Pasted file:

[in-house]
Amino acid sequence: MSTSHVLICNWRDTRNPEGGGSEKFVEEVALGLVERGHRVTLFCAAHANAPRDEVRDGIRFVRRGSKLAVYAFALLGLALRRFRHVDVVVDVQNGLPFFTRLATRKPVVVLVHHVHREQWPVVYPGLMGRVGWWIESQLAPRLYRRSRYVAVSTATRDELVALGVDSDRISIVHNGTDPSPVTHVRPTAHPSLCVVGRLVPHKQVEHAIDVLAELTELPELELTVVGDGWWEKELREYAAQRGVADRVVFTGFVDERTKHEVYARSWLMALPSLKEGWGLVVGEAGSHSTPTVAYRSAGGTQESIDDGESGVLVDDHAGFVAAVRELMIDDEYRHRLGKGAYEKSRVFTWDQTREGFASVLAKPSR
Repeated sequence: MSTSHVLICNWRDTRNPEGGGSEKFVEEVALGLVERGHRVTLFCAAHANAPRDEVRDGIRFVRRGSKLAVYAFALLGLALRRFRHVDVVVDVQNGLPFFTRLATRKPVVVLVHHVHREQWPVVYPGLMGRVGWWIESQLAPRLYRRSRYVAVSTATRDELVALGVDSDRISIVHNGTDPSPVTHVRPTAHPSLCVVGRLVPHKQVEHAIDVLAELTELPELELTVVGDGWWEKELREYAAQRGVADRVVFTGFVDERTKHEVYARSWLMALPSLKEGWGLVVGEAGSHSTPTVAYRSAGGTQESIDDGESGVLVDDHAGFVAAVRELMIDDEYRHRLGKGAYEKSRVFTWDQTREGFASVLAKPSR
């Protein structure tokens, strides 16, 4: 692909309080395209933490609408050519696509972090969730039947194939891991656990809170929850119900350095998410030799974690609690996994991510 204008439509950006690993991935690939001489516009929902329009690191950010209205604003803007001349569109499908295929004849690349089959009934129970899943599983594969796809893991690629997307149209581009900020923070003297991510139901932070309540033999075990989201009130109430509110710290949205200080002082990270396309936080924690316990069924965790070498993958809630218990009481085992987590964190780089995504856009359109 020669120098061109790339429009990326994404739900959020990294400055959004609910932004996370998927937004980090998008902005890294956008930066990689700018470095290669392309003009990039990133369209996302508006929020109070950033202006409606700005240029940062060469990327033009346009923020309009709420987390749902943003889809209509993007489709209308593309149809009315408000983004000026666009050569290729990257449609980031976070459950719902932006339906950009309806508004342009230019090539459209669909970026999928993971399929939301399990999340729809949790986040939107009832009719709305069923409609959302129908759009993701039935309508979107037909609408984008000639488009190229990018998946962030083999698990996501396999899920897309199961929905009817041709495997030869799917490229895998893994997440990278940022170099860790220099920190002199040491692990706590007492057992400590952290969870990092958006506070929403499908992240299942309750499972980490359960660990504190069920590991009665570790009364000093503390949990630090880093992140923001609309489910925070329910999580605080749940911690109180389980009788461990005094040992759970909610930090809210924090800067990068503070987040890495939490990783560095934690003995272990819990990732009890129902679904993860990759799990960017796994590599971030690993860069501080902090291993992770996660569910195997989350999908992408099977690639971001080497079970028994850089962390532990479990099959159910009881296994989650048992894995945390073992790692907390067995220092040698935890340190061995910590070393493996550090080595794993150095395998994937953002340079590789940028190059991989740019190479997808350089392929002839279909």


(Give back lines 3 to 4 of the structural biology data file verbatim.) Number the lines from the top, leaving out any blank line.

Repeated sequence: MSTSHVLICNWRDTRNPEGGGSEKFVEEVALGLVERGHRVTLFCAAHANAPRDEVRDGIRFVRRGSKLAVYAFALLGLALRRFRHVDVVVDVQNGLPFFTRLATRKPVVVLVHHVHREQWPVVYPGLMGRVGWWIESQLAPRLYRRSRYVAVSTATRDELVALGVDSDRISIVHNGTDPSPVTHVRPTAHPSLCVVGRLVPHKQVEHAIDVLAELTELPELELTVVGDGWWEKELREYAAQRGVADRVVFTGFVDERTKHEVYARSWLMALPSLKEGWGLVVGEAGSHSTPTVAYRSAGGTQESIDDGESGVLVDDHAGFVAAVRELMIDDEYRHRLGKGAYEKSRVFTWDQTREGFASVLAKPSR
């Protein structure tokens, strides 16, 4: 692909309080395209933490609408050519696509972090969730039947194939891991656990809170929850119900350095998410030799974690609690996994991510 204008439509950006690993991935690939001489516009929902329009690191950010209205604003803007001349569109499908295929004849690349089959009934129970899943599983594969796809893991690629997307149209581009900020923070003297991510139901932070309540033999075990989201009130109430509110710290949205200080002082990270396309936080924690316990069924965790070498993958809630218990009481085992987590964190780089995504856009359109 020669120098061109790339429009990326994404739900959020990294400055959004609910932004996370998927937004980090998008902005890294956008930066990689700018470095290669392309003009990039990133369209996302508006929020109070950033202006409606700005240029940062060469990327033009346009923020309009709420987390749902943003889809209509993007489709209308593309149809009315408000983004000026666009050569290729990257449609980031976070459950719902932006339906950009309806508004342009230019090539459209669909970026999928993971399929939301399990999340729809949790986040939107009832009719709305069923409609959302129908759009993701039935309508979107037909609408984008000639488009190229990018998946962030083999698990996501396999899920897309199961929905009817041709495997030869799917490229895998893994997440990278940022170099860790220099920190002199040491692990706590007492057992400590952290969870990092958006506070929403499908992240299942309750499972980490359960660990504190069920590991009665570790009364000093503390949990630090880093992140923001609309489910925070329910999580605080749940911690109180389980009788461990005094040992759970909610930090809210924090800067990068503070987040890495939490990783560095934690003995272990819990990732009890129902679904993860990759799990960017796994590599971030690993860069501080902090291993992770996660569910195997989350999908992408099977690639971001080497079970028994850089962390532990479990099959159910009881296994989650048992894995945390073992790692907390067995220092040698935890340190061995910590070393493996550090080595794993150095395998994937953002340079590789940028190059991989740019190479997808350089392929002839279909």